It was an extremely confusing time and nothing seemed to make any sense. I had no idea what would happen next and I was in a panic not knowing what to do. Will we get a divorce? Be legally separated? Do I need an attorney? Will I get child support? Shared custody? Will I have to move? Will we co-parent? Split holidays? What about birthday parties? Should I work full time? Hire a nanny? Withdraw from private school? Who will take out the trash and put air in my tires and carry heavy things? What will happen to us?

After he left, we would communicate by text about bills and arrangements for him to see our son. I was trying to navigate the best I could. It was messy and complicated and nothing about it felt right. I was angry and bitter and terrified of losing everything. He would come to the house on Sundays and I would go to work. It was awkward and I would try to act like I wasn't crushed. There were times he would be late. Sometimes he couldn't stay. Sometimes he had something else he had to do. I was drowning in disappointment and riding a roller coaster of emotions and just basically trying to survive.

Several months later, my husband took his life. Everyone around me was in shock. None of us saw it coming. The outpouring of love was humbling as everyone rallied around. Friends and neighbors came with food and hugs and pitched in around the house. They took my son for the day or just sat with me and listened. I had an amazing amount of support. And after time, their lives carried on and I found myself on my own. I was no longer a single mom. I was a solo parent. At one point, a coworker of his reached out to me to see how we were doing. During our conversation he said to me, "you better take care of yourself. You're all your son has now." Cue the panic attacks.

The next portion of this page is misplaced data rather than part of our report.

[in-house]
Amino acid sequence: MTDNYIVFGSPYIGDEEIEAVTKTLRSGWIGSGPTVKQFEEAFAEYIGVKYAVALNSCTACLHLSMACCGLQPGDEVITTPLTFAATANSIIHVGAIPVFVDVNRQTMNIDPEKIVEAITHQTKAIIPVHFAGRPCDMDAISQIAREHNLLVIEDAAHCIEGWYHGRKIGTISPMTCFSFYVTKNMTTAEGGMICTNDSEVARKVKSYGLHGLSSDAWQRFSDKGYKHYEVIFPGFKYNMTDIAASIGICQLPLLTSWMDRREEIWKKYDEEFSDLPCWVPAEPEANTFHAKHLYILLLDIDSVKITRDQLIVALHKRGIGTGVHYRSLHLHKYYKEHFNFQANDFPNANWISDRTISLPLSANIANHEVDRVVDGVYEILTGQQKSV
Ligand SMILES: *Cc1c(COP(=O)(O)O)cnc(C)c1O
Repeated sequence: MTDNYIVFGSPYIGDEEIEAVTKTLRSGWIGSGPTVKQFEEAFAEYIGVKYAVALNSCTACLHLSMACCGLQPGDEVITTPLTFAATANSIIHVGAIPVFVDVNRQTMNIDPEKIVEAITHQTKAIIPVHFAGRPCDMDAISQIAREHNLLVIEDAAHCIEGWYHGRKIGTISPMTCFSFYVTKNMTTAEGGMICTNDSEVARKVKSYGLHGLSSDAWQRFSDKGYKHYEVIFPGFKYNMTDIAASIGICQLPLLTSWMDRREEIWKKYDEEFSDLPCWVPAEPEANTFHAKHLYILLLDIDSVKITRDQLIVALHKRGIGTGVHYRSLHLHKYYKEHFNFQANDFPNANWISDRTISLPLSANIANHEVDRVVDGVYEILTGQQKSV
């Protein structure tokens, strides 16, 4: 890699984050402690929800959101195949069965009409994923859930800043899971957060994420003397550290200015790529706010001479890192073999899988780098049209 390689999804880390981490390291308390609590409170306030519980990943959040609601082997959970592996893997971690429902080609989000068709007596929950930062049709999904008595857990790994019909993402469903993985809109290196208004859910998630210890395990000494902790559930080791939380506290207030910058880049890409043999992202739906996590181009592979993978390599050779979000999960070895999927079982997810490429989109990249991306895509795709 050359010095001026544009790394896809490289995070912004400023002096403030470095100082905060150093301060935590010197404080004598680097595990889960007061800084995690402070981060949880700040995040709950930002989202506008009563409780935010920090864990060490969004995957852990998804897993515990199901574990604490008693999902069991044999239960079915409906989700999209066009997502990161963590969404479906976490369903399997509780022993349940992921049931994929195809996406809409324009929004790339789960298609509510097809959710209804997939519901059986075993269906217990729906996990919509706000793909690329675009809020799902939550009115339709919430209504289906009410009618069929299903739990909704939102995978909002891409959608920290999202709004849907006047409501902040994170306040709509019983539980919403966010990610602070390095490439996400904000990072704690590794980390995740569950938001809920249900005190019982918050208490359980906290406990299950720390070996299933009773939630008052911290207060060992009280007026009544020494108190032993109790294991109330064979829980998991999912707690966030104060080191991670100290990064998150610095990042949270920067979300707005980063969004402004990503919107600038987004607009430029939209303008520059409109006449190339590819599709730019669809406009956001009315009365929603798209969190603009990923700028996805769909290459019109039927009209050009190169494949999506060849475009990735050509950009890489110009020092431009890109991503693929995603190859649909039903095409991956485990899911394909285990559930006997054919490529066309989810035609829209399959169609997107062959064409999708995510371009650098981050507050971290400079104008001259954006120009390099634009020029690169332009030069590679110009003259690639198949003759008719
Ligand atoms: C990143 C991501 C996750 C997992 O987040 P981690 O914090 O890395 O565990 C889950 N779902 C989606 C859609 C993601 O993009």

If I'm being honest, I kind of handled everything before. My husband and I had an agreement. He would go to work and I would take care of everything else. But there is something heavy about parenting alone. Separated or not, there is no one else to consult with on issues like discipline, bullying or homework. No one to handle middle of the night emergencies. Nobody to take your child for special time on the weekend so you can have a much needed break. Yes, I have friends and therapists and Google but there is something sobering about removing Parent #2 from school records and pediatrician emergency contact forms. And what if something happens to me? My anxiety levels skyrocketed just thinking about all the potential danger in the world.

I'm learning that overwhelm is a state of mind. It's all in my perception of the situation. The beauty of solo parenting is that I'm the boss. I don't have to have a conference about weekend plans, Christmas presents or what's for dinner. I can decide where we go on vacation. I can choose what movies we watch and how to cut my son's hair and what kind of furniture to buy. I think we are much more capable than we think. It's just easier to lean on someone else. Parenting is challenging no matter what your circumstance. I have friends whose husbands are deployed. Some have a handful of kids. A few are in terrible marriages with no way out. There are times, like Father's Day, when I think it would be magical to have another parent to help carry the load. But for now I'll just keep fumbling through and making it up as I go.